Jefferson and Washington
2005 Shaping the World: Conversation on Democracy
Thomas Jefferson Talks With George Washington
Thomas Jefferson's Poplar Forest
Blue Ridge Public Television
Virginia Department of Education
Virginia Virtual Advanced Placement School
In this interchange between Thomas Jefferson and George Washington, students will have the opportunity to learn more about the men, their opinions on a variety of democratic issues, their views on women and slavery, Washington's Presidency and their innovative farming practices on their plantations. The men are interviewed by 5th grade students from the G.O. Center at Robert S. Payne Elementary School in Lynchburg, Virginia.
"Shaping the World: Conversations on Democracy" can assist teachers with the following Standards Of Learning
In 1773, Thomas Jefferson and his wife, Martha, inherited 4,819 acres from the estate of John Wayles, Martha’s father. Jefferson designed an octagonal villa and in 1806 traveled to Bedford County to oversee the laying of the foundation. Poplar Forest served as a retreat for Jefferson and his grandchildren as well as a working plantation, generating cash income. During Jefferson’s residency, 1806 to 1823, the enslaved community ranged from 60 to 100 people. The house and land was inherited by Jefferson’s grandson, Francis Eppes and later sold to William Cobbs. Over the years, its acreage dwindled and the house underwent many structural changes. In December 1983, the Corporation for Jefferson’s Poplar Forest was formed to rescue this landmark for the educational and cultural benefit of the public. Today, Poplar Forest is a National Historic Landmark and a Virginia Historic Landmark. Archaeology and restoration continue. For more information on Poplar Forest, call (434) 525-1806.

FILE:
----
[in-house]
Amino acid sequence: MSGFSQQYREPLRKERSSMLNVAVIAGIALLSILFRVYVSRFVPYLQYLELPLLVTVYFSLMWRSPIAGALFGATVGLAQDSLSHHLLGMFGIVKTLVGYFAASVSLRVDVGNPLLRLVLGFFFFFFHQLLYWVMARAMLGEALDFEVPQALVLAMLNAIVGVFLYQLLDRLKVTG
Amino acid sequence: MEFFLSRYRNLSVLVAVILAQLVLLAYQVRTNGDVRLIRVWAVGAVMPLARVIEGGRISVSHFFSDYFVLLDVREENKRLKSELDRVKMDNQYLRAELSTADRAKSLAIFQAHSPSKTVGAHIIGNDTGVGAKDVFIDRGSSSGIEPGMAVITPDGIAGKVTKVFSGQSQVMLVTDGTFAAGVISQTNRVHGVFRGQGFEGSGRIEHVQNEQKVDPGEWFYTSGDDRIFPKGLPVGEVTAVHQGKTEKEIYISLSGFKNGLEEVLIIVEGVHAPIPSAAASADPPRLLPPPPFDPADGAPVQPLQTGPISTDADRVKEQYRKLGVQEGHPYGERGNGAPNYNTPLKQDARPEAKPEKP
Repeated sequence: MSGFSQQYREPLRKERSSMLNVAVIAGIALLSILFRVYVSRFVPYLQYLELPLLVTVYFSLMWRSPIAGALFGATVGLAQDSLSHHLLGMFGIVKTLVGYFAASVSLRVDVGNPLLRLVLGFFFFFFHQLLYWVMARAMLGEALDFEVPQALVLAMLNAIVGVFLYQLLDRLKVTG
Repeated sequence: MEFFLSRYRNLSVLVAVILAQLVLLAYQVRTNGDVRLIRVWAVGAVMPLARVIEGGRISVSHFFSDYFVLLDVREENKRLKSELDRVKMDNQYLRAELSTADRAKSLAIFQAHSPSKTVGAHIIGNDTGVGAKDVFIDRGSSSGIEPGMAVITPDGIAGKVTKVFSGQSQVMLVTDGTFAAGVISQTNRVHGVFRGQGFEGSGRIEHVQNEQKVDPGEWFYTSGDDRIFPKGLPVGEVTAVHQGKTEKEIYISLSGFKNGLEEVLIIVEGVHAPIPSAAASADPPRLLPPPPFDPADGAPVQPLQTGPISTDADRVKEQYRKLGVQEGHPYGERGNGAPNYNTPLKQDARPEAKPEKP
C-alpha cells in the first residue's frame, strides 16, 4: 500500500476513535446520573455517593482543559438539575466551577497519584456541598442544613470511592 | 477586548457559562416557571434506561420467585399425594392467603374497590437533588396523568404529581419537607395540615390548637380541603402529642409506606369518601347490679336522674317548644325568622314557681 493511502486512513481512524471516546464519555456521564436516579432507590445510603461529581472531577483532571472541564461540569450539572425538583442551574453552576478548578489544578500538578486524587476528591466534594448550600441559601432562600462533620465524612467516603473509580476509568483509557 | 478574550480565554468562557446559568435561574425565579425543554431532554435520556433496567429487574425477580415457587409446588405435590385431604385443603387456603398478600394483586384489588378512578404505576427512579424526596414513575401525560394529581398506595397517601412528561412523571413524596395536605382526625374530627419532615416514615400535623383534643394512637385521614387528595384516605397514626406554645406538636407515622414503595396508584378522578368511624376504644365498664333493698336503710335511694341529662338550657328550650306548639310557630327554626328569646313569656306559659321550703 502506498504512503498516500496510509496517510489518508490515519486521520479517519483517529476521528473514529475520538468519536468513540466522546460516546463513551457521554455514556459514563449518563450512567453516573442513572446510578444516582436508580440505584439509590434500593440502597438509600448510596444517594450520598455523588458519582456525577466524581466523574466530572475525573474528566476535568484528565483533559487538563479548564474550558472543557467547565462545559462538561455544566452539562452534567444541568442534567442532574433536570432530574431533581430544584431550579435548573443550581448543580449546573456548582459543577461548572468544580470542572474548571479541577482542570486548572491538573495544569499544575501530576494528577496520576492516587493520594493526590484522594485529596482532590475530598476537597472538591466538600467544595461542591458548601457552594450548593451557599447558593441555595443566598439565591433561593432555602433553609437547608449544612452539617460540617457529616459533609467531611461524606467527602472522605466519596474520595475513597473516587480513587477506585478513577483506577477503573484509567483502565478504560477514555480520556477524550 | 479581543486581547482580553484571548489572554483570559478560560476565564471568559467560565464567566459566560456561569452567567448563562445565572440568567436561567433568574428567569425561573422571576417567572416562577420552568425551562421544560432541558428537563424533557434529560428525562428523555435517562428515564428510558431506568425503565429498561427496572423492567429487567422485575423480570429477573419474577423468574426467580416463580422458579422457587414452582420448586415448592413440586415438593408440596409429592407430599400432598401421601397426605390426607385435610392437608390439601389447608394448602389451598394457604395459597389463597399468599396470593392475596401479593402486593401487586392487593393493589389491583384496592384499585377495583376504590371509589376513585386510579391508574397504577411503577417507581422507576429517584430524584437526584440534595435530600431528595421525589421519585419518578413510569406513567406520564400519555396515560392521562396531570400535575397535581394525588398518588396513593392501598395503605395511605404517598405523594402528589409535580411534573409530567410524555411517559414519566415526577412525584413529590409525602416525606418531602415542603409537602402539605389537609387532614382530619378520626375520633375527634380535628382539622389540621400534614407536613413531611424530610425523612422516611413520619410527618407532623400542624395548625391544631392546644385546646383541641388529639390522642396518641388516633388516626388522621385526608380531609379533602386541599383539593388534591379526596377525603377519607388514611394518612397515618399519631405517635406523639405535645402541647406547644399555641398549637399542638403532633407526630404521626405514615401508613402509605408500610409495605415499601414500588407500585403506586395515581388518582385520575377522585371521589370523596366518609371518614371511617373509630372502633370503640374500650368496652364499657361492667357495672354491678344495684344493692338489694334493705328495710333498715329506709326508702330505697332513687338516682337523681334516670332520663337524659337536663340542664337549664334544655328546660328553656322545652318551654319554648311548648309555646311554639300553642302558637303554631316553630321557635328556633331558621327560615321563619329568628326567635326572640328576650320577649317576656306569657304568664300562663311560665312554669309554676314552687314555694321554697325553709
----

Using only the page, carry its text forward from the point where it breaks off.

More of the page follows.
Blue Ridge Public Television
Since 1966, Blue Ridge Public Television’s Education Department has provided instructional television for western Virginia, and today broadcasts SOL-correlated programs to 42 school divisions with 197,000 students. BRPTV works on-site with all communities of learners, including teachers, pre-schoolers, and adult learners. BRPTV sponsors Virginia's JASON Project, Reading Rainbow Young Authors and Illustrators, and the McGlothlin Awards for Teaching Excellence.
Virginia Department of Education and the Virginia Virtual Advanced Placement School
The Virtual Advanced Placement School was designed to provide educational opportunities to schools that may have too few students to justify hiring a full-time teacher, are unable to find qualified teachers, or for students with scheduling conflicts. Advanced placement courses follow the College Board curriculum. Foreign language courses are open to students from the seventh grade and higher. The Department of Education the Virginia Virtual Advanced Placement School are pleased to make Thomas Jefferson's Poplar Forest program available to students across the Commonwealth and nation.
Curriculum researched and developed by Octavia Starbuck and Jackie Almond
Library of Congress, Prints & Photographs Division, Theodor Horydczak Collection, LC-H8-CT-C01-062
Library of Congress Prints and Photographs Division LC-USZCN4-159